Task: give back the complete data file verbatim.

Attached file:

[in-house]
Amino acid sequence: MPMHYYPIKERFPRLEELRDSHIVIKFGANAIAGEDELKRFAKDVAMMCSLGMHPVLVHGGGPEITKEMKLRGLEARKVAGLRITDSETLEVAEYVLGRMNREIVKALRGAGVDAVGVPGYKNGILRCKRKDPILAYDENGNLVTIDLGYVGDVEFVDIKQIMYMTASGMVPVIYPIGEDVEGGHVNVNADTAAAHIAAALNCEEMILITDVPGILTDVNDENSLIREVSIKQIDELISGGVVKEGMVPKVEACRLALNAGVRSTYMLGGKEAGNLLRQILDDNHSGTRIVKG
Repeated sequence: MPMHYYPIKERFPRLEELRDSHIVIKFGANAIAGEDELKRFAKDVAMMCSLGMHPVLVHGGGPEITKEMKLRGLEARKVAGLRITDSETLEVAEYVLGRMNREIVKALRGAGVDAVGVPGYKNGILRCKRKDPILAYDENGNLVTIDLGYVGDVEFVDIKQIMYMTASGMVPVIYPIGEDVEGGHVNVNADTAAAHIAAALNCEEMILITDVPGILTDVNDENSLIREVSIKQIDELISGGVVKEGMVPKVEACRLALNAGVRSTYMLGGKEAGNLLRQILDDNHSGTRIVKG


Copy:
[in-house]
Amino acid sequence: MPMHYYPIKERFPRLEELRDSHIVIKFGANAIAGEDELKRFAKDVAMMCSLGMHPVLVHGGGPEITKEMKLRGLEARKVAGLRITDSETLEVAEYVLGRMNREIVKALRGAGVDAVGVPGYKNGILRCKRKDPILAYDENGNLVTIDLGYVGDVEFVDIKQIMYMTASGMVPVIYPIGEDVEGGHVNVNADTAAAHIAAALNCEEMILITDVPGILTDVNDENSLIREVSIKQIDELISGGVVKEGMVPKVEACRLALNAGVRSTYMLGGKEAGNLLRQILDDNHSGTRIVKG
Repeated sequence: MPMHYYPIKERFPRLEELRDSHIVIKFGANAIAGEDELKRFAKDVAMMCSLGMHPVLVHGGGPEITKEMKLRGLEARKVAGLRITDSETLEVAEYVLGRMNREIVKALRGAGVDAVGVPGYKNGILRCKRKDPILAYDENGNLVTIDLGYVGDVEFVDIKQIMYMTASGMVPVIYPIGEDVEGGHVNVNADTAAAHIAAALNCEEMILITDVPGILTDVNDENSLIREVSIKQIDELISGGVVKEGMVPKVEACRLALNAGVRSTYMLGGKEAGNLLRQILDDNHSGTRIVKG